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Operational method of Radiation thermometers

  1. Jan 20, 2016 #1
    Is there anybody on the forum who is up to speed with the ins and outs of these devices?

    99% of research papers and all manufacturers comment I have read say these devices are working because the distant object emits radiation that the detector absorbs and therefore this absorbed energy *heats* the detector. In fact these devices seem to be radiatively coupled to the observed scene in a two way energy exchange and are either heated or they are cooled by the observed scene depending upon its temperature.

    Is there though some peculiar property of these devices that enables the detector to always only be heated?
     
    Last edited: Jan 20, 2016
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  3. Jan 20, 2016 #2

    russ_watters

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  4. Jan 20, 2016 #3
    A visible light camera does not produce any visible light. The thermal camera produces the very radiation the detector must measure. The two methods are not really comparable at the level of the detector even if many of the micro engineering and electronic elements are the same.

    I just googled this link (it might not work for you now)

    http://www.npl.co.uk/reference/faqs/how-does-a-radiation-thermometer-work-(faq-thermal)

    it says "
    Radiation thermometers measure the thermal energy emitted by a source and relate this to its temperature by means of the Planck law of radiation. They consist of optics (generally lenses) to collect and focus the emitted energy onto a detector. The signal from the detector can either be measured directly, or it can be converted to a temperature using a system of electronics. Filters are usually used to define the wavelength or wavelength band over which the emitted energy is measured.

    Many types of radiation thermometer are available for different applications. For measuring high temperatures a thermometer should be chosen that operates at a short wavelength, where the rate of change of emitted radiation with temperature is very high. However, for low temperature applications where the amount of emitted radiation is low, a broad-band device operating at longer wavelengths is required. NPL can calibrate infrared thermometers between -40 °C to 3000 °C."


    It is typical of the simplified information available where emission is emphasised and it is suggested there is some way of knowing the temperature only by receiving emission using the laws of physics.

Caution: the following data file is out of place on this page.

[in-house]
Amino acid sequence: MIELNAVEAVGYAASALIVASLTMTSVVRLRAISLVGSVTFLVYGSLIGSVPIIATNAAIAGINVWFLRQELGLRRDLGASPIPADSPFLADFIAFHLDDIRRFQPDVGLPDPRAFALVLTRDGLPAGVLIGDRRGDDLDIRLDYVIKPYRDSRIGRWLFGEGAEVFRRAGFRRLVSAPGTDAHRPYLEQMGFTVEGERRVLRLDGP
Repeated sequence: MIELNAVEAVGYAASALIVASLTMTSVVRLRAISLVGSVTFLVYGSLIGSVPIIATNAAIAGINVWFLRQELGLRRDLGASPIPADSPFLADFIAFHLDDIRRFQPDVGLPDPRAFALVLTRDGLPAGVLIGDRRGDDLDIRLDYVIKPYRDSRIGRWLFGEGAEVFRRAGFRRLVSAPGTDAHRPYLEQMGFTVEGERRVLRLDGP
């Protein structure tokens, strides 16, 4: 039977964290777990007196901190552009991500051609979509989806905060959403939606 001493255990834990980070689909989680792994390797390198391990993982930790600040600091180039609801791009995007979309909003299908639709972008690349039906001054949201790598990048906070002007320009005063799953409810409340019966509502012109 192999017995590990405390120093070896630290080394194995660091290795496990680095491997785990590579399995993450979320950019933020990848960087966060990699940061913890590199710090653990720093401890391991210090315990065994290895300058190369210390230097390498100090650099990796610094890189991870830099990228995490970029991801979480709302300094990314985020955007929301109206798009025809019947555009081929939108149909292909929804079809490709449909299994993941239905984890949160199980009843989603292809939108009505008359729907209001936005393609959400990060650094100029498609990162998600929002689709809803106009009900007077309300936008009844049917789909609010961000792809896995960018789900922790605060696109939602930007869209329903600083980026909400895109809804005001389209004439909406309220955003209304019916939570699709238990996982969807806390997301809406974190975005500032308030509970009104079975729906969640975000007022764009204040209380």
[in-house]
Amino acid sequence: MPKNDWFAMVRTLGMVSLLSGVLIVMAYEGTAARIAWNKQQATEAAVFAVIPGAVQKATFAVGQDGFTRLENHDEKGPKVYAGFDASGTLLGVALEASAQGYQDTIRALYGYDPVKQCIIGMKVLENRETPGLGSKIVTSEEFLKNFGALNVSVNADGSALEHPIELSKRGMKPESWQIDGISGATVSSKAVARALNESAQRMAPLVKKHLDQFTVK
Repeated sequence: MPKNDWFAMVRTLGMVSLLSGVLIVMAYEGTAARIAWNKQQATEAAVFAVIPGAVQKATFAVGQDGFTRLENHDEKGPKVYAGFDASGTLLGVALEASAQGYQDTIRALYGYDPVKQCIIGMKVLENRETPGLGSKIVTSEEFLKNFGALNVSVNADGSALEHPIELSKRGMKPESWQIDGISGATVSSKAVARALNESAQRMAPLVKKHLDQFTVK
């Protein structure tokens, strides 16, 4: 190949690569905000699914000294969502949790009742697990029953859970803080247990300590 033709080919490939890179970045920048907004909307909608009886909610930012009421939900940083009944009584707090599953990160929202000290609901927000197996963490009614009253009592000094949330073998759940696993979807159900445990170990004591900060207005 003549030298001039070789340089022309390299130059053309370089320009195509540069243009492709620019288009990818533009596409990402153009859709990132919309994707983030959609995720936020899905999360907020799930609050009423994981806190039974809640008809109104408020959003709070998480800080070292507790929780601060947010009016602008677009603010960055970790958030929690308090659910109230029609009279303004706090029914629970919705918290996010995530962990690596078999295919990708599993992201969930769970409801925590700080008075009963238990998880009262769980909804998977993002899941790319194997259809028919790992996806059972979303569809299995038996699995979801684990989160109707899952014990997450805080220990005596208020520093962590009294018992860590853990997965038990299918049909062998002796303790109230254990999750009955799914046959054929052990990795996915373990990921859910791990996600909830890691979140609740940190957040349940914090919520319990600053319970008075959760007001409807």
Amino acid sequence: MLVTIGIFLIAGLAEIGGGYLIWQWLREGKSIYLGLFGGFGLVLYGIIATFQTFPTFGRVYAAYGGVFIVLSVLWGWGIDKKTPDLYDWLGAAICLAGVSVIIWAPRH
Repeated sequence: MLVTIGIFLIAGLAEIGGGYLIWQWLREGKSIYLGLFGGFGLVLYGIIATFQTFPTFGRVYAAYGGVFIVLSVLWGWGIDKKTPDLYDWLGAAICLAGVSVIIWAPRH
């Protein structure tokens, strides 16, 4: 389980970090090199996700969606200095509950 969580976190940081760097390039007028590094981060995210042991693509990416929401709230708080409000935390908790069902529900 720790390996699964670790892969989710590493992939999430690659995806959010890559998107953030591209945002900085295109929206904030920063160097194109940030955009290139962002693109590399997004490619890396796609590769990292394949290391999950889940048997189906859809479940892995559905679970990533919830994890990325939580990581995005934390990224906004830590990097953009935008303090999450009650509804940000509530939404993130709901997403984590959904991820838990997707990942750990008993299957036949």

http://www.laserfocusworld.com/articles/print/volume-48/issue-04/features/microbolometer-arrays-enable-uncooled-infrared-camera.html [Broken]

    This one goes deeper but you still find the claim they work via heating rather than emphasising temperature change.

    "The lower the mass of the illuminated pixel, the less IR energy is needed to increase its temperature a given amount, and the more sensitive it is."

    99% of research papers are saying the same thing.

    There are, by the way, basically two different types of detectors used in uncooled bolometers, 1. thermal detectors and 2. photon detectors. Thermal detectors firstly measure a change in temperature and these are the kinds of detectors used in cheap radiation thermometers and many of the more expensive multi pixel cameras.

    People seem to be mixing up ideas. Ie the idea of heat absorption which is going to be a one way energy transfer in either direction which in reality happens via a two way process and then the idea of absorption emittance which is also a two way process.
     
    Last edited by a moderator: May 7, 2017
  5. Jan 20, 2016 #4

    russ_watters

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    The first link isn't working for me, but the second is talking about cameras and mentions two different technologies, one of which is indeed (and surprising to me) measuring the temperature of the detector and the other is measuring the photons directly, ccd style [edit, actually that's photovoltaic style - but ccds also capture photons from their own heat).

    I own both a thermal camera and an infrared thermometer. The camera closes it's shutter every few seconds to recalibrate, suggesting it is measuring it's own temperature. The thermometer doesn't have a shutter, suggesting it uses direct photon measurement.
     
  6. Jan 20, 2016 #5
    However the idea of direct photon measurement that is selecting photons coming from an object and rejecting all others is still a bit challenging for the reason you mentioned.

    I would guess your thermometer has a bog standard thermal detector rather than a photon detector. I wonder though if you will get similar results either way.

    Presumably your thermometer has no emissivity setting. You can try the following. Get a nice shiney saucepan and put 40C water in it. Notice how hot it feels to your hand on the outside of the pot and measure the temperature. It will be about 27C or so. Now put water of about 8C say (my tap water!) and check the pan feels pretty cold and measure it while making sure water is not condensing on it. it will be almost room temperature. If the device measures emissions it will always under read hot or cold shiny objects. Instead we get what we expect if it either heats the detector or cools it, where the saucepan reflects the rooms room temperature emissions more than it can emit directly from the metal.

    I think for detectors with emissivity setting they recognise the detector is cooling so they reverse the correction for emissivity. It would be really nice to get that confirmed from a designer but I can find nothing so far online.

    By the way this thread got created because I am having an insane conversation about cold Ir not being absorbed by hot objects! :-)
     
    Last edited: Jan 20, 2016
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